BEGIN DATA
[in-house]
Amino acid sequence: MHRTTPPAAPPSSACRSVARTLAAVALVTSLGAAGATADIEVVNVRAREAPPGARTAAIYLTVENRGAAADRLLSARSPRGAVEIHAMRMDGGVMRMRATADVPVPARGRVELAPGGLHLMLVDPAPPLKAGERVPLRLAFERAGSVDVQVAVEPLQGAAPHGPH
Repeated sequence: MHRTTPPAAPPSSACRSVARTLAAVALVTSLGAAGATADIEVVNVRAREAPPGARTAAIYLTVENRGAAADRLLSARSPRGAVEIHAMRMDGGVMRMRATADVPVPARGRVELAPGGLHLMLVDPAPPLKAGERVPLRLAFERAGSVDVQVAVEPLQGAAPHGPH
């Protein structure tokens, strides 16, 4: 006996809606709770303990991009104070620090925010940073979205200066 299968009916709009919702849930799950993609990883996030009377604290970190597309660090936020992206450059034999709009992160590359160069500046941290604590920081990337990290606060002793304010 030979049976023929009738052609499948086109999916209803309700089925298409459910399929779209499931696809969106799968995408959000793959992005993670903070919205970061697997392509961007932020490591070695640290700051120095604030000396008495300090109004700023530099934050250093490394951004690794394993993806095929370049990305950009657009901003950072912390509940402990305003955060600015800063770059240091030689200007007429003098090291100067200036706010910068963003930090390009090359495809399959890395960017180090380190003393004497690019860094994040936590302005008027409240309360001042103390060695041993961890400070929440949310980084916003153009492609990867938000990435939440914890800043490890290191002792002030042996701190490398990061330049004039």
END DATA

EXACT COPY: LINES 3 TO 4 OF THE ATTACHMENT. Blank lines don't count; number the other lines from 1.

Repeated sequence: MHRTTPPAAPPSSACRSVARTLAAVALVTSLGAAGATADIEVVNVRAREAPPGARTAAIYLTVENRGAAADRLLSARSPRGAVEIHAMRMDGGVMRMRATADVPVPARGRVELAPGGLHLMLVDPAPPLKAGERVPLRLAFERAGSVDVQVAVEPLQGAAPHGPH
């Protein structure tokens, strides 16, 4: 006996809606709770303990991009104070620090925010940073979205200066 299968009916709009919702849930799950993609990883996030009377604290970190597309660090936020992206450059034999709009992160590359160069500046941290604590920081990337990290606060002793304010 030979049976023929009738052609499948086109999916209803309700089925298409459910399929779209499931696809969106799968995408959000793959992005993670903070919205970061697997392509961007932020490591070695640290700051120095604030000396008495300090109004700023530099934050250093490394951004690794394993993806095929370049990305950009657009901003950072912390509940402990305003955060600015800063770059240091030689200007007429003098090291100067200036706010910068963003930090390009090359495809399959890395960017180090380190003393004497690019860094994040936590302005008027409240309360001042103390060695041993961890400070929440949310980084916003153009492609990867938000990435939440914890800043490890290191002792002030042996701190490398990061330049004039």